The USS Fitzgerald (DDG-62) left a Huntington Ingalls Industries [HII] shipyard on June 13, almost exactly three years after a deadly collision off the coast of Japan.

DDG-62 collided with a merchant ship in June 2017, leading to the death of seven sailors (Defense Daily, June 18, 2017).

The guided-missile destroyer USS Fitzgerald (DDG-62) prepares to depart Huntington Ingalls Industries, Ingalls Shipbuilding division’s Pascagoula shipyard on June 13 to return to its homeport in San Diego after over two years of repairs. (Photo: Huntington Ingalls Industries)

It was eventually loaded on a heavy lift vessel and transported to HII’s Ingalls Shipbuilding shipyard in Pascagoula, Miss. The ship reached the yard and repairs began in January 2018 (Defense Daily, Jan. 19, 2018).

When the Fitzgerald reached Pascagoula, the Navy said it would combine collision repairs with upgrades it planned for a fiscal year 2019 availability in a process that it expected to take two years.

The ship left the dry dock in April 2019 (Defense Daily, April 17, 2019) and first left the shipyard in February for its first comprehensive at-sea tests (Defense Daily, Feb. 3).

The vessel is now en route to its homeport in San Diego.

“Today the ‘Fighting Fitz’ is returning to the Pacific Fleet as one of our nation’s most capable warfighting platforms, marking a significant step in her return to warfighting readiness,” Rear Adm. Eric Ver Hage, director of Surface Ship Maintenance and Modernization and commander, Navy Regional Maintenance Center, said in a statement.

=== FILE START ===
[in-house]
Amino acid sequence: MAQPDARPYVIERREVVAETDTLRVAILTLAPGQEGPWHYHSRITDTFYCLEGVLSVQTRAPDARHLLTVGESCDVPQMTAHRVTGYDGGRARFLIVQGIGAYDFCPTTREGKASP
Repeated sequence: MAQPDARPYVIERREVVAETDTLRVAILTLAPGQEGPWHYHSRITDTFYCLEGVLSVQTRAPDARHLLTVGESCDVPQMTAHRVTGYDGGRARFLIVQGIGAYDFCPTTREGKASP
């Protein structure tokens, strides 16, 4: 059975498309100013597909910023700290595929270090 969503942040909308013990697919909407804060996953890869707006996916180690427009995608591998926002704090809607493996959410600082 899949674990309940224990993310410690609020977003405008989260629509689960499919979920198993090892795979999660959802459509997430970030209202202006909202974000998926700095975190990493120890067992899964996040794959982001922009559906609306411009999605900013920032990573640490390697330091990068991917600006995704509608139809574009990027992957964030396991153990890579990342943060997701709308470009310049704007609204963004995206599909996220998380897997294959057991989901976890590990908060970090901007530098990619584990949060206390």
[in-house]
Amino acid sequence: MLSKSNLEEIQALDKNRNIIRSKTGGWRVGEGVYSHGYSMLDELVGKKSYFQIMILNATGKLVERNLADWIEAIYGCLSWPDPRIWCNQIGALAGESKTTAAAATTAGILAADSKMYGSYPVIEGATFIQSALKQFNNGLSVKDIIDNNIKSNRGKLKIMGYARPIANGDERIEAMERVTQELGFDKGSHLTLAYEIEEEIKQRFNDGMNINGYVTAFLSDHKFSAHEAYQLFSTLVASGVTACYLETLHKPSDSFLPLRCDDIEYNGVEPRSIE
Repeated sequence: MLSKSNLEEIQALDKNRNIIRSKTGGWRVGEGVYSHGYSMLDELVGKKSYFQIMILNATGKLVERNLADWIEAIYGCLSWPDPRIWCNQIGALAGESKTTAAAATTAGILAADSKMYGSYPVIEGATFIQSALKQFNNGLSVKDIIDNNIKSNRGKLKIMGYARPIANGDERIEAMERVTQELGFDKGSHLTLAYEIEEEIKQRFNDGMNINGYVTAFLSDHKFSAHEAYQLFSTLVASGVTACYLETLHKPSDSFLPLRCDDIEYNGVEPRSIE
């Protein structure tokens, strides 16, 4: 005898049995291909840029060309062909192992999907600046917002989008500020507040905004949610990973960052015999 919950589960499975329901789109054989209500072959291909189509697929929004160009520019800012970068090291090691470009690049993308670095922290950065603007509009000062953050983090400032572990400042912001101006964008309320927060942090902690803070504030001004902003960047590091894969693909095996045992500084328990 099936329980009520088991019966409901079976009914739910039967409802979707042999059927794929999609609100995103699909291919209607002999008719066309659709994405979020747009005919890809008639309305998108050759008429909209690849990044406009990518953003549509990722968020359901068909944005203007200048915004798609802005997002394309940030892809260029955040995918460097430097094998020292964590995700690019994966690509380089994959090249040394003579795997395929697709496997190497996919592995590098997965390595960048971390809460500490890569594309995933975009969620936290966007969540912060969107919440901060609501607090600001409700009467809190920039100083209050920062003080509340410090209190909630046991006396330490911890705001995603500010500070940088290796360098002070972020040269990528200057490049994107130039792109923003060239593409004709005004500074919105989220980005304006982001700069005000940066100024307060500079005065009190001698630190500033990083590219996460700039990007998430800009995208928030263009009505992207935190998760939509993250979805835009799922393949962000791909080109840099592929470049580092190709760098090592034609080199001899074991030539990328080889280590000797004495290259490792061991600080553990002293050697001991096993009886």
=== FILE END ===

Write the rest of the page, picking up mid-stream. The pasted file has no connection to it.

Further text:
“The Fitzgerald sailors, our Navy project teams and the men and women of Ingalls put forth a tremendous effort to restore the ship to fighting shape and did so on schedule,” he added.

The Navy noted various Hull, Mechanical and Electrical (HM&E); Combat Systems (CS); and Command, Control, Communications, Computers and Intelligence (C5I) repairs were finished to restore the collision impacted spaces.

The USS Fitzgerald (DDG-62) arrives in the port of Pascagoula, Miss., on Jan. 19 aboard the heavy lift vessel MV Transself as it heads to Huntington Ingalls Industries’ shipyard for repairs and upgrades. (Photo: U.S. Navy)

“These repairs ranged from partial to complete refurbishment of impacted spaces, to replacement of equipment such as the radar and electronic warfare suite; the ship also received HM&E, Combat System and C5I modernization upgrades,” the Navy said.

Thus far, the Fitzgerald crew has completed training and certification events like the Navigation Assessment and Light Off Assessment (LOA) “to ensure the crew was at peak readiness to operate the ship as it returns to homeport.”

“Completing repairs and upgrades to Fitzgerald was only possible because of the outstanding teamwork between the government and industry teams over the last 2 1/2 years.  My thanks go out to everyone involved in making sure the ship is ready, and I’m especially proud of my crew’s hard work ensuring we are trained and prepared to take our ship back to sea,” Cmdr. Scott Wilbur, commanding officer of DDG-62, said in a statement.

Before the ship left Pascagoula, the crew started a pre-movement sequester on May 23 in line with the Navy’s pre-deployment guidelines to minimize the spread of COVID-19.

The Fitzgerald is now assigned to Destroyer Squadron 1 and after reaching San Diego will undergo crew training and certifications to support Basic Phase Training.

In late 2017, Congress and President Trump approved providing $673.5 million to repair both the Fitzgerald and the similarly damaged USS John S. McCain (DDG-56) (Defense Daily, Dec. 22, 2017).